Different their products, through ways such as research

Different economic theories
have claimed that firms will do as much as possible to maximize their profit
according to Duflo & Karlan, 2012. In 2013, Nekipeloy stated that the
“maximisation of economics profit is driving motive of a firm’s activity
according to the neoclassical theory”, which has been led to profit
maximisation becoming one of the objectives of a firm. Many firms have seen
profit maximization, which is described by Black, Hashimzade and Myles (2017)
as an “act of making as much profit as possible for a business”, as a way of
improving and growing their firm. Various firms believe
that a maximisation of profits would “lead to an economically efficient or
welfare maximising outcome” (Hussain, 2012), and give them an “incentive and a
reward” (Northrop 2013), these could resulting to an increase in the wealth of
managers and other stakeholders of the business, or the business improving the
quality of their products, through ways such as research and development, which
can ultimately increase their customer loyalty.

Although firms want to
maximise profit, the owner and the managers may not always have the same
ambition to increase profit, this is known as the principal-agent problem
which, according to The Economist (2012), is defined as “the tendency of
managers to run companies to suit their own interests rather than the interests
of their owners or customers”, due to this, profit maximisation may no longer
be the main objective of a firm (Black, Hashimzade and Myles, 2017). Though
owners may want to maximise profit, managers may want to focus more on improving
the motivation of the employees. In 2008, Delmar and Wiklund stated that a “managers
‘ growth motivation has a unique influence on firms outcome measured as growth
in sales”, which would be beneficial for the business, in the short and long
term. However, the principal agent problem could affect a firm in many ways,
one being that it can show a lack of communication between the managers and the
owners, and resulting to a lack of information being passed across the firm.
This could then reflect negatively on the business and eventually result in a
reduction in motivation and also profit. However, this problem can be
solved with the help of corporate governance and….

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According to Saha (2014) firm
objectives “need not be limited to profit maximisation only”, so they should
focus on other objectives as well such as the objective of a monopolistic
market structure. A monopoly, which Doyle (2016) describes as “a
non-competitive market situation in which there is only on seller” not only
want to make supernormal profit in both short and long run, but also want to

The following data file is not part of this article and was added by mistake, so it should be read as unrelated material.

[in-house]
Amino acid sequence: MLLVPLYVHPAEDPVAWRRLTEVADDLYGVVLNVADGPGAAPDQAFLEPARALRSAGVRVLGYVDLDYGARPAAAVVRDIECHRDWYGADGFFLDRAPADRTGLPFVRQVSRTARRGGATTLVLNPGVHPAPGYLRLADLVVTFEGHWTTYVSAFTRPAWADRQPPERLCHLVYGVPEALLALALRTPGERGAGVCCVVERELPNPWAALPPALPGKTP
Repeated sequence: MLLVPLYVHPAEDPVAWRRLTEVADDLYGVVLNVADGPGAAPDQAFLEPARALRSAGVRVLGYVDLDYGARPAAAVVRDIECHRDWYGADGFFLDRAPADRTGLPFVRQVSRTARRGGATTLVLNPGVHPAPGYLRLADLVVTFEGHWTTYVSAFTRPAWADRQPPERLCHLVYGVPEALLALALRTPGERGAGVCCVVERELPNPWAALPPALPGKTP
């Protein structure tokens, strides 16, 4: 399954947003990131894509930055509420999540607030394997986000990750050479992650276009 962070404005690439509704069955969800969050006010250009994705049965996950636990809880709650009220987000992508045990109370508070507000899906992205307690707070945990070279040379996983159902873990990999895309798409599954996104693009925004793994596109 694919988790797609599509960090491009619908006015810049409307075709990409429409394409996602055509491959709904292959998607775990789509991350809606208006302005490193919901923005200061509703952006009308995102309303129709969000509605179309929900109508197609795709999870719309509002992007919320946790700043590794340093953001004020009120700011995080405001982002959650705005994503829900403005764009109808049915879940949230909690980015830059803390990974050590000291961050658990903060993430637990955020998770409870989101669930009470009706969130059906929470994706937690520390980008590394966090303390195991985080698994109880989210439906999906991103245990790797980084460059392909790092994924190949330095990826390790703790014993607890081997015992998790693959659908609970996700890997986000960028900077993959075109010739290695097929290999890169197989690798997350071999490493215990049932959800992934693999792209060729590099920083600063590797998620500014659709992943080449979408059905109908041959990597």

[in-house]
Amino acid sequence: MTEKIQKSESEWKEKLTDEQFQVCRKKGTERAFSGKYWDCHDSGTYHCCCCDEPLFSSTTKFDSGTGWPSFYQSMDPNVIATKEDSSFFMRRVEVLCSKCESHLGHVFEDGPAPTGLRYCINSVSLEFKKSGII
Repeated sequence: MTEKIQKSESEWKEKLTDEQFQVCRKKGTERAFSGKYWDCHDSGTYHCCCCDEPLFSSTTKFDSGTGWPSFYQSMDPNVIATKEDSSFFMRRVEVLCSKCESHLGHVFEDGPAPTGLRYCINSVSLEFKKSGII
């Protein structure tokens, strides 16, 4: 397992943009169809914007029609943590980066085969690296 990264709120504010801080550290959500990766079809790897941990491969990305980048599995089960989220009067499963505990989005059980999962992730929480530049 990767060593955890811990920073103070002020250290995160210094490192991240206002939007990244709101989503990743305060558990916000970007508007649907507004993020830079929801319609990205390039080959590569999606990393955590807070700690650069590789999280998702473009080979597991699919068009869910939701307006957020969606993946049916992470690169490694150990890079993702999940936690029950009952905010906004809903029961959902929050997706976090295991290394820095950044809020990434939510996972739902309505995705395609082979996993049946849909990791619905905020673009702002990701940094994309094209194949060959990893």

increase their market share so that they can gain monopoly power and act as
price makers and influence the price of the products in their particular
market. A downside of increasing market share is….

Another objective of a firm
is to “maximise revenue” (De Donder, Roemer, 2009) unlike profit…

There is also some managerial
objectives, such as “utility maximization” (Fort, 2015) which could result in
them increasing thing like their prestige and status. However, managers
shouldn’t always assume that maximising their preference satisfaction will also
maximise the chances of their firms’ chances of survival, reported by Cohen,
2013, as it could result in…..

Firms have many
responsibilities other that maximising their profit, such as performing in an
ethical way, and having a corporate social responsibility, which is seen “as a
crucial element to the survival and development of a business” by Martí-Borbolla & Ortiz-Arango (2016). In 2014 the ACCAPR stated that
behaving ethically, and having corporate social responsibility can benefit
firms in many ways,  one of them being
that it makes employees want to stay with the business, resulting to a
reduction in labour turnover and therefore an increase in productivity. Another
advantage from the ACCAPR (2014) suggested is that when a firm is ethical, it
can attract investors and keep their share prices high, thereby protecting the
business from any takeovers.

Firms shouldn’t always be set
on maximising their products, as it could resolve in many problems for the
firm. One of them being that maximising profit may not always help with the
growth of a business, as it could lead to a business facing a loss due to the
fact that they may have to increase the price of the products. If a firms
products are price elastic ” a good that is affected by the change in price”,
then it could lead to a reduction in the number of new customers and customer
loyalty that a firm will have, especially in the future, because customers will
end up going to business’ that sell an alternative products at a cheaper price.


Figure 1 The Importance of Price Elasticity of Demand (Doyle, 2016)





Figure 1 shows that if prices increase from P2 to P0, then
the Quantity demanded would decrease from Q2 to Q0, which suggests that even a
small change in the price of an elastic product, would dramatically decrease
the level of the demand. This concept links to another responsibility of a
firm, apart from making profit, firms are responsible of meeting the needs of
both their internal and external stakeholders. Stakeholders are defined as “a
person who has a legitimate or vested interest in the activities of an
organisation” (Heery & Noon 2017). In this case, the customers are the
firms’ external stakeholders, so the firm needs to make sure that their
products are what the customers would want.






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